LOGAN SQUARE — More than a dozen young people with the neighborhood group Logan Square Neighborhood Association braved the freezing temperatures Wednesday to protest a proposed music venue they say will lead to the displacement of longtime residents.
The youth leaders are calling on Ald. Felix Cardona Jr. (31st) and Logan Square/Hermosa residents to reject the music venue planned for 2537 N. Pulaski Road.
They argue the so-called “hipster concert venue” will drive up rents and property taxes and ultimately push longtime residents out of their homes.
“We fundamentally believe that this zoning change will tear our community apart just like The 606 and just like Thalia Hall in Pilsen,” Traolach O’Sullivan, 17, said at the protest Wednesday evening.
O’Sullivan was among 15 who gathered at the building Wednesday evening to protest the proposal.
Holding signs that read, “Concert venue = displacement” and “Ald. Cardona, do the right thing,” the group chanted, “Logan Square, no se vende” and other chants in Spanish.
The protest, which only lasted about 15 minutes, comes a few days before the community meeting, which is set for noon Saturday. Cardona Jr. has said he wants to hear from the broader community before he signs off on the zoning change needed to open the venue.
At the protest, the youth leaders urged 31st Ward residents to show up to the meeting and make their voices heard.
“Logan Square is a neighborhood that has suffered tremendous change and tremendous loss. Since 2000, 19,000 Hispanic families have been displaced. And it’s not by accident,” O’Sullivan said.
Jimmy Jimenez, 16, was born and raised in the Logan Square/Hermosa area. Growing up, Jimenez said he watched Latino families get displaced and luxury condos go up.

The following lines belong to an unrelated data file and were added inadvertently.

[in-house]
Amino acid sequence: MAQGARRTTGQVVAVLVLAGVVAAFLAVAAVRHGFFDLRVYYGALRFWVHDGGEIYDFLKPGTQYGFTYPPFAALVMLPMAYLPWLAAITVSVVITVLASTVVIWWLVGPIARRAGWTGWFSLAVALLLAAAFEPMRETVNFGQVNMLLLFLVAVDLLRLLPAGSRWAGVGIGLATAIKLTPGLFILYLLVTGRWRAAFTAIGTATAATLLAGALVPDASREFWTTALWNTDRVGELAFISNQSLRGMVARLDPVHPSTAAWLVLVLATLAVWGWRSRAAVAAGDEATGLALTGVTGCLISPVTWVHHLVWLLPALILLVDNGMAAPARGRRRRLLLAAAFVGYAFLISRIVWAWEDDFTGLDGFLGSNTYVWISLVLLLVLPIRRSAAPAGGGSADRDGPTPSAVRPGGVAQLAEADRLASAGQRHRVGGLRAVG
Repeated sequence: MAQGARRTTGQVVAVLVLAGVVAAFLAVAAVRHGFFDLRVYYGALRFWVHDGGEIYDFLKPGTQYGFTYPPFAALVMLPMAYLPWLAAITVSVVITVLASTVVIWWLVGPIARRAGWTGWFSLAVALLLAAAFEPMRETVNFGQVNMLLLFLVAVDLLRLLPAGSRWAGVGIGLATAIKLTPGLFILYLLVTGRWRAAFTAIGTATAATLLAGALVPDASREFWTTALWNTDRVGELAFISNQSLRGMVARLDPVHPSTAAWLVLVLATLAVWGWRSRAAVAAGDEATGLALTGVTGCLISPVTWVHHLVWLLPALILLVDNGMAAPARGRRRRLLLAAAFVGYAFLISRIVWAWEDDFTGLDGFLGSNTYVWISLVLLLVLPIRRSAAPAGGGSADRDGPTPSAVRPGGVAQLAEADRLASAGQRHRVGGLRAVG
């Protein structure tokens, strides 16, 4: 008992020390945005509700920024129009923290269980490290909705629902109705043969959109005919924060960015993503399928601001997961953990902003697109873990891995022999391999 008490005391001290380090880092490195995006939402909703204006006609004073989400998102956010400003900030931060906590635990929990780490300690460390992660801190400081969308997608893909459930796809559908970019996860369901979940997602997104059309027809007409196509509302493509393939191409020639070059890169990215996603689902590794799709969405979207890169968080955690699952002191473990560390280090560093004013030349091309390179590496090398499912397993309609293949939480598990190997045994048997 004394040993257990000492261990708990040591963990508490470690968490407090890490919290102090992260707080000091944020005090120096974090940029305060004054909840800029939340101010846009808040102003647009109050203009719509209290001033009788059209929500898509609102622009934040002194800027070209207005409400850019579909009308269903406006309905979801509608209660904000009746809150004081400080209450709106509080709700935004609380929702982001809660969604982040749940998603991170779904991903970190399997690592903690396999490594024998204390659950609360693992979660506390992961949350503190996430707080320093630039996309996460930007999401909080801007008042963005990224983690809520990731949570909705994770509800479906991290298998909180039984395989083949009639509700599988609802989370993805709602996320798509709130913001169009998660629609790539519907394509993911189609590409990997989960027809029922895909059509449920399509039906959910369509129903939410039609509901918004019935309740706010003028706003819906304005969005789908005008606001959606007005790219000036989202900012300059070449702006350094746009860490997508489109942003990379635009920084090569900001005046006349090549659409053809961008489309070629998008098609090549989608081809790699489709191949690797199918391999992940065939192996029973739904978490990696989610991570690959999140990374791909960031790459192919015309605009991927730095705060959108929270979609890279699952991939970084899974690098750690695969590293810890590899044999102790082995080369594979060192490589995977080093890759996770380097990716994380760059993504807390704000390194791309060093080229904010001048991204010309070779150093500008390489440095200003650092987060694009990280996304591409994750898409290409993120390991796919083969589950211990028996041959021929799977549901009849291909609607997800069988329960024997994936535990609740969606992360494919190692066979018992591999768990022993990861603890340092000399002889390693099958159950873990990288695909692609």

“The concert venue will contribute to everything I mentioned and more,” Jimenez said at Wednesday’s protest.
The music venue proposal was drawn by a trio of partners led by Mark Falanga, who runs the private equity firm VentureMark, Inc.
Falanga told Block Club the venue would offer a live music calendar of local and touring bands and house a mini food hall serving pizza, sandwiches and the like. It would be called Present Company.
The developers need Cardona Jr. to sign off on a zoning change because the building is currently zoned for industrial and manufacturing use. Most recently, the building was home to a marble manufacturing plant but it has sat vacant for 11 years.
Asked about the protest earlier this week, Falanga shot down the notion that a music venue would cause displacement.
“There’s really no empirical evidence, no clear studies that we’ve found that provides a linkage between a live music venue and residential displacement,” the developer previously said.
Falanga said while he finds it “encouraging that people have opinions,” rejecting this proposal is rejecting “a lot of opportunities for people in the immediate area.”
The venue, he said, would not only bring people together through live music and food, but it would also generate 150 new jobs and bring business to nearby retailers.
Saturday’s community meeting will be held at the industrial building, 2537 N. Pulaski Road. It will kick off at noon.
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